[08/10, 20:55] Ari Woode: I doubt he was the only one in that area who wasn’t aware.
[08/10, 20:56] Ari Woode: But hey, maybe he was the idiot that set all this off
[08/10, 21:04] Ari Woode: Ah but relax. How did a kebab stand that still had the wood and stones on it cause the fire?
[08/10, 21:04] Ari Woode: And how did the whole area go up in flames but the source of the fire is still there, quietly minding its own business??
[08/10, 21:08] Ari Woode: And it was 8 o’clock.
There are at least 3 kebab sellers in that area.
There’s even an indomie woman and a yam seller and a kelewele seller right next to the station; where you board the Accra trotros.
[08/10, 21:08] Ari Woode: Why is it that one guy that did It?
[08/10, 21:08] Ari Woode: And they’re all there all day.
[08/10, 21:11] Ari Woode: And why did he leave it closed? Is his match stick 3m long that he can light it, hold it, take off the cover, set the charcoal and kinder properly, then put the still burning match inside so that it will all light up?
[08/10, 21:12] Ari Woode: I can’t even fry egg without using more than 2 matches and that’s even when everything is set up
[08/10, 21:12] Ari Woode: Nah. Joy be tripping. They should focus on the real cause and stop giving grief to a probably dead kebab guy.
Now of course, I know. It looks like we’re all getting angry over nothing. A kebab seller lit the fire and so what? But it’s not just the reporting on the kebab seller that I’m angry about (I’m very annoyed about it but that’s beside the point.). No, what has really ticked me off is how the reporting has normalized the major causes. A gas explosion is not caused by the eventual spark that sets it off. It is caused by – guess what – a gas leak! This one happened in the middle of one of the busiest intersections in the country, next to the largest university in the country. There were two full-fledged filling stations and an LP gas station, all within less than a 50-meter radius.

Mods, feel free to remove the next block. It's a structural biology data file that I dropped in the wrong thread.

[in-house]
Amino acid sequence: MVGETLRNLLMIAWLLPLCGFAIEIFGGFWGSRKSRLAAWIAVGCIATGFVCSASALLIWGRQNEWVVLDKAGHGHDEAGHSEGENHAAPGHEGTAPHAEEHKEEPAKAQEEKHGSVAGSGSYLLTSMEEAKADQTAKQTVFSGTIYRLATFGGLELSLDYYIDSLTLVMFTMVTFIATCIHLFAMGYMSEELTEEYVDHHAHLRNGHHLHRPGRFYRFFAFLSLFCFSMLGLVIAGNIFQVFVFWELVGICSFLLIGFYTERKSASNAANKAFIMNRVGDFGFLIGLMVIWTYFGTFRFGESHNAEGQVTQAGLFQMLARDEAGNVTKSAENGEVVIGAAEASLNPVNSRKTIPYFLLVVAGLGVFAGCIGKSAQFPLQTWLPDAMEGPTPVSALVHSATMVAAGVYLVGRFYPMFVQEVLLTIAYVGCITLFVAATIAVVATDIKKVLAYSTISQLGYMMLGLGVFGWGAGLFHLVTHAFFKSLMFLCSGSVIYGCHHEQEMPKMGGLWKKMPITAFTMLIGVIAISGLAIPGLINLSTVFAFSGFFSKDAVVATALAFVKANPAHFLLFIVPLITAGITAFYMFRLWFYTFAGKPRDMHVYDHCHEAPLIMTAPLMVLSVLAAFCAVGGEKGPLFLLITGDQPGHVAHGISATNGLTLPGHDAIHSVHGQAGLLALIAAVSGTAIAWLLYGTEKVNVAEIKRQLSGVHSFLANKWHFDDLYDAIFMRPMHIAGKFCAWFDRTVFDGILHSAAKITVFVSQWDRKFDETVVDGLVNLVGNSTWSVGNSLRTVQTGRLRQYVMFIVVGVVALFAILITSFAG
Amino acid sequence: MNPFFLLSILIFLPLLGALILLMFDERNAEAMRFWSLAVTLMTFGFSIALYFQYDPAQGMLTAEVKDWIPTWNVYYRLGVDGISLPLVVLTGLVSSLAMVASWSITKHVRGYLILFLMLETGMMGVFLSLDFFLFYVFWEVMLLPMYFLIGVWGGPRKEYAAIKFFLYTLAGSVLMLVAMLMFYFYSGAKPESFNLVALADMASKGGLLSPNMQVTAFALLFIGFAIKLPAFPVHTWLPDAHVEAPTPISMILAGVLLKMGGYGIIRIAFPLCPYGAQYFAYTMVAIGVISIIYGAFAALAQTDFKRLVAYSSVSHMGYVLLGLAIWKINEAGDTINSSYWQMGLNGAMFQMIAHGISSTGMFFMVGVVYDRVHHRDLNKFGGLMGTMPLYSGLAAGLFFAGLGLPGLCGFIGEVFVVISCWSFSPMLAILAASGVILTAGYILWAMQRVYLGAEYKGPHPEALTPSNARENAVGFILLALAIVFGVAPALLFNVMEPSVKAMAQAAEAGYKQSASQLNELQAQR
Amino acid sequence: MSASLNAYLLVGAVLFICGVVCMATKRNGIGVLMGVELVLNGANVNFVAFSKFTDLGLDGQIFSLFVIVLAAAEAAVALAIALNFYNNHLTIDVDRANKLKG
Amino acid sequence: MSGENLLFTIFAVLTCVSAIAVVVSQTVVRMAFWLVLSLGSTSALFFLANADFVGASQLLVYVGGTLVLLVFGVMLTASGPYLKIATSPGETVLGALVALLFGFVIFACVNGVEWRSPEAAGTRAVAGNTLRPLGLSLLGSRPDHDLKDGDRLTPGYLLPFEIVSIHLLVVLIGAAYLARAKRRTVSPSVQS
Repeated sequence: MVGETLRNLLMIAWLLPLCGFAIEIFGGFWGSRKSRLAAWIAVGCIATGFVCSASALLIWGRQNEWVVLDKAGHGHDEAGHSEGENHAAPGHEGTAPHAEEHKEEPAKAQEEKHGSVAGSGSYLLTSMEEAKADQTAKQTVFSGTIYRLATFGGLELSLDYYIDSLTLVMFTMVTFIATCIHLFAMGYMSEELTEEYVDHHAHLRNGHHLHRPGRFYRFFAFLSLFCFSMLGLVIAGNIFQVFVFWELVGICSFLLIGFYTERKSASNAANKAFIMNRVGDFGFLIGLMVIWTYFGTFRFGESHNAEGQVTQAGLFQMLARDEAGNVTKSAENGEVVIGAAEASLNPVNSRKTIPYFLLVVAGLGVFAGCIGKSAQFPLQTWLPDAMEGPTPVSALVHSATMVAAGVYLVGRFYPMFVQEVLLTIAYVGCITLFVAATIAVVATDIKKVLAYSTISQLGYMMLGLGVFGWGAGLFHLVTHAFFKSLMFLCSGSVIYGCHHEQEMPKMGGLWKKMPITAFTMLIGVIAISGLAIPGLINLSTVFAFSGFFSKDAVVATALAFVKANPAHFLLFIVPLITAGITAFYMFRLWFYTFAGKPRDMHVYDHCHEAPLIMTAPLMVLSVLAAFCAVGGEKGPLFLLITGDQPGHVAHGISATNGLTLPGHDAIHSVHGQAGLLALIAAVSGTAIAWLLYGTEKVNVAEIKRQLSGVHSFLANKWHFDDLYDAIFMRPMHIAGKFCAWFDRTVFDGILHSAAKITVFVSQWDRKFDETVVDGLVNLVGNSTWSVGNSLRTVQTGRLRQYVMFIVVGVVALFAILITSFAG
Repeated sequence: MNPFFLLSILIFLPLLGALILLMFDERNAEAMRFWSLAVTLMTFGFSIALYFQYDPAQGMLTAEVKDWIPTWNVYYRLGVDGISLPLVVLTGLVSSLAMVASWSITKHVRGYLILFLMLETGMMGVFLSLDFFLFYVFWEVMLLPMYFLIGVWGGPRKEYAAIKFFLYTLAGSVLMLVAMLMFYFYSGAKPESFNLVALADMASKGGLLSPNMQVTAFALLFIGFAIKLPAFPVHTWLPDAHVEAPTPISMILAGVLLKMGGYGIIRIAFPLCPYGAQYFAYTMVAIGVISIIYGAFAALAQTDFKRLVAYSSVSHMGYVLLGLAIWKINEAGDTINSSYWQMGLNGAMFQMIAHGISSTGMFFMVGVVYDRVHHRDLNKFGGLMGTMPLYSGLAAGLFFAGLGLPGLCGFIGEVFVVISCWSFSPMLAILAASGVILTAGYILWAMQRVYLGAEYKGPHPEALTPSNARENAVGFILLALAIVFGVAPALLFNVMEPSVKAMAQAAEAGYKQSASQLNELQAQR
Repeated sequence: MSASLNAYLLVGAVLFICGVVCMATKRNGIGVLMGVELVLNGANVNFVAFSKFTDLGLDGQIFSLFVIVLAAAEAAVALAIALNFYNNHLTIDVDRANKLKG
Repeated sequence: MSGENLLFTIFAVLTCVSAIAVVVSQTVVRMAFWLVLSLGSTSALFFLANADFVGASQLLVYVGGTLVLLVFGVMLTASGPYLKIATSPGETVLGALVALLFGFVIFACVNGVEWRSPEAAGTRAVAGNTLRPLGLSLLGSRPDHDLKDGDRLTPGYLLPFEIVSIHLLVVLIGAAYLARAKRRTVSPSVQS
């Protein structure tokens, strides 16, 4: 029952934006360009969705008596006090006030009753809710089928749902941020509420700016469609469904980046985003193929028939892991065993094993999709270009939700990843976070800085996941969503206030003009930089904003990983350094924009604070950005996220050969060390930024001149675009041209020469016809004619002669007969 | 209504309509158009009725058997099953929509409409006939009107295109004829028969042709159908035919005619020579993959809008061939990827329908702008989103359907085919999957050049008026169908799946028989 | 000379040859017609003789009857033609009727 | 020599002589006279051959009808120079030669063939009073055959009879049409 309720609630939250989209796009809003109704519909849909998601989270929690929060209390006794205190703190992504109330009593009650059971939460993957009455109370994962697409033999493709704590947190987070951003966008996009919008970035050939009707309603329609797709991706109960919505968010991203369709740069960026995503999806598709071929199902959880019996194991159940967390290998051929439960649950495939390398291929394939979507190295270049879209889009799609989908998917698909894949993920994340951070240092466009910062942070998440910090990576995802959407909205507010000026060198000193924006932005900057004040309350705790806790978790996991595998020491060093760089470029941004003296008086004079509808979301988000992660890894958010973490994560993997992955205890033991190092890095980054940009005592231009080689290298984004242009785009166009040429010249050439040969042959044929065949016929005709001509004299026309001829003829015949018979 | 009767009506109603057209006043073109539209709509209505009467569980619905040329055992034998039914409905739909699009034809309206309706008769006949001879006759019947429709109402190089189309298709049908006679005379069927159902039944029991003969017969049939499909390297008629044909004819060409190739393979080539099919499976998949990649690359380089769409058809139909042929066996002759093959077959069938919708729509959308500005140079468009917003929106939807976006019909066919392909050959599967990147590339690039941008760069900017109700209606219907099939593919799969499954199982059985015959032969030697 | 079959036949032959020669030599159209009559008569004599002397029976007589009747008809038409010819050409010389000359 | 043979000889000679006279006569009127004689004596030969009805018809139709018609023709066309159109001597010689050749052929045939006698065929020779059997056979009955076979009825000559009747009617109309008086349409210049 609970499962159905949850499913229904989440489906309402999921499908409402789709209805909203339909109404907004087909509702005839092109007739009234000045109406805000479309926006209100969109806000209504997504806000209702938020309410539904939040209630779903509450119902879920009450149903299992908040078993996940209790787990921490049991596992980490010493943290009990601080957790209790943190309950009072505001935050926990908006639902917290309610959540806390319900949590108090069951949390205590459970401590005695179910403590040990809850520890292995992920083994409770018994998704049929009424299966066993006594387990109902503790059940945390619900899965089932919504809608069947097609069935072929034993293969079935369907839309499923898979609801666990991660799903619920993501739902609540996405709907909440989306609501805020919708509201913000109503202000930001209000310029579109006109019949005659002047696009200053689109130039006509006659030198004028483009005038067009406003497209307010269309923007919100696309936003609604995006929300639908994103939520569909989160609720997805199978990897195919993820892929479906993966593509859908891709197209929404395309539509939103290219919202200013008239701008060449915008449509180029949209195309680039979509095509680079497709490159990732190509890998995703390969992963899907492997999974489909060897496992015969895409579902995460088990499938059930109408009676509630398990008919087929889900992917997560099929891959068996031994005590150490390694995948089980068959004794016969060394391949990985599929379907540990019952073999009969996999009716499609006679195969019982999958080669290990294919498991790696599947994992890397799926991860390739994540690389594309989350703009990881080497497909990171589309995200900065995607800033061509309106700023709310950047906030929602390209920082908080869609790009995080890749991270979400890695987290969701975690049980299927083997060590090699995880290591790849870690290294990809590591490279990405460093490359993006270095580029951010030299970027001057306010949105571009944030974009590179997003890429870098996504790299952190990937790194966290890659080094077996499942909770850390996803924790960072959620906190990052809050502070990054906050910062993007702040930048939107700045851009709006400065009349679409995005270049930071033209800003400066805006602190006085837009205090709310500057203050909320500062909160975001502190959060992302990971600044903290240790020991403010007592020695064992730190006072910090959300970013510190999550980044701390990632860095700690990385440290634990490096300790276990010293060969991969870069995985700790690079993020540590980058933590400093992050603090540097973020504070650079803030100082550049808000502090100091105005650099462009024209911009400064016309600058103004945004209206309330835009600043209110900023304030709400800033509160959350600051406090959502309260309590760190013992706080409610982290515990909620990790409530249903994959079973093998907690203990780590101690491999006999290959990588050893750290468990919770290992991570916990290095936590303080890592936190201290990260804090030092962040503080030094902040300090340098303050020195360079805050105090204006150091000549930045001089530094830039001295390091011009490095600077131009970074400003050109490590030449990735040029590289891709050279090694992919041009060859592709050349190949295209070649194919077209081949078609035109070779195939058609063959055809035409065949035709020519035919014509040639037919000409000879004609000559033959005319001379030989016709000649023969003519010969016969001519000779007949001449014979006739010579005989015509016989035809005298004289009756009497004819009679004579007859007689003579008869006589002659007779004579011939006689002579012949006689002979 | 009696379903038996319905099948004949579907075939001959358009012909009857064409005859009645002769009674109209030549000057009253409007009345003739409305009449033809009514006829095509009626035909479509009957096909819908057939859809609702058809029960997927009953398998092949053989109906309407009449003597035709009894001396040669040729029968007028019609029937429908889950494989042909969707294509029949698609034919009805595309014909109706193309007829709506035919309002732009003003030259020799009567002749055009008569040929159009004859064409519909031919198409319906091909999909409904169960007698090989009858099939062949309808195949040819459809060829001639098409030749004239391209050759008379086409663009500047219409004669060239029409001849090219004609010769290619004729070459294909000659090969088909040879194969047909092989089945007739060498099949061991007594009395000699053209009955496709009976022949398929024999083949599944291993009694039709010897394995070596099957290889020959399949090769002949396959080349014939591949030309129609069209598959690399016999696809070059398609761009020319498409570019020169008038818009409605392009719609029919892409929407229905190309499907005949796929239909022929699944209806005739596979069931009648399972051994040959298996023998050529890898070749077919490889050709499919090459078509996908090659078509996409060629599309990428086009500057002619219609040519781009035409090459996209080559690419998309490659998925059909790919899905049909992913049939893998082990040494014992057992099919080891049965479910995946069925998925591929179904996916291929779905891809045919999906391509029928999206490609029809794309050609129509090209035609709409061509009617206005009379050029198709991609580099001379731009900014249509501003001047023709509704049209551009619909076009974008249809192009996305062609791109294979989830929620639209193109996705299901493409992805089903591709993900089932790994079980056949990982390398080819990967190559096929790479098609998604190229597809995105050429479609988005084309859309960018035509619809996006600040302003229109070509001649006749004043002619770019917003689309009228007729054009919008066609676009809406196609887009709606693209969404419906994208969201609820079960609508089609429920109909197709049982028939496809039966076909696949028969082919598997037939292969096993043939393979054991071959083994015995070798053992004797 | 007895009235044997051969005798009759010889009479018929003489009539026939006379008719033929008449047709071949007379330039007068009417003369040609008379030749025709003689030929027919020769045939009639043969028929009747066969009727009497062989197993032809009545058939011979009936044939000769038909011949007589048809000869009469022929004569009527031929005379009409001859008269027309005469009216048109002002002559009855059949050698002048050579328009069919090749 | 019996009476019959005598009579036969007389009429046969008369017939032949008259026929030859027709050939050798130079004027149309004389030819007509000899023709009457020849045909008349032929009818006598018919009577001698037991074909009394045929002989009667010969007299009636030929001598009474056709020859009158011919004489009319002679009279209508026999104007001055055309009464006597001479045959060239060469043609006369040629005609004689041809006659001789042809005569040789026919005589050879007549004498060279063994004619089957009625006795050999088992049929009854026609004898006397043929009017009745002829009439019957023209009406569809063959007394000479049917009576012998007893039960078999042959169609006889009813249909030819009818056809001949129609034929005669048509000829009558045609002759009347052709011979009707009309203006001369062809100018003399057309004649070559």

Like I said before, there were at least 3 different kebab sellers, at least one indomie woman, a fried yam seller and a kelewele seller all within range of the LPG station. Each one works with fire and they are all there all day. There are so many possible random causes for the spark, but in all the possible scenarios, the constant was the gas leak that was apparently left unattended by the people supposed to be trained in dealing with this type of event.
So even though I am angry at them putting all this at the kebab sellers doorstep, I am even more upset about how the reporting of this event shifts around the narrative so that the emphasis is less on the fact that there were three fuel depots within dangerously ridiculous range of each other, that the area was not properly evacuated, that the leak was not fixed before it got out of hand or that all this happened in the middle of one of Accra’s busiest transport hubs but instead on the source of the spark. I honestly do not care where the spark came from. What is most pressing is the fact that this happened. So instead of asking where the spark came from, how about we find out why there was a leak in the first place and how come it wasn’t put out in time. These are variables that can and should have been controlled. Solving this would have a real impact on the future of such events.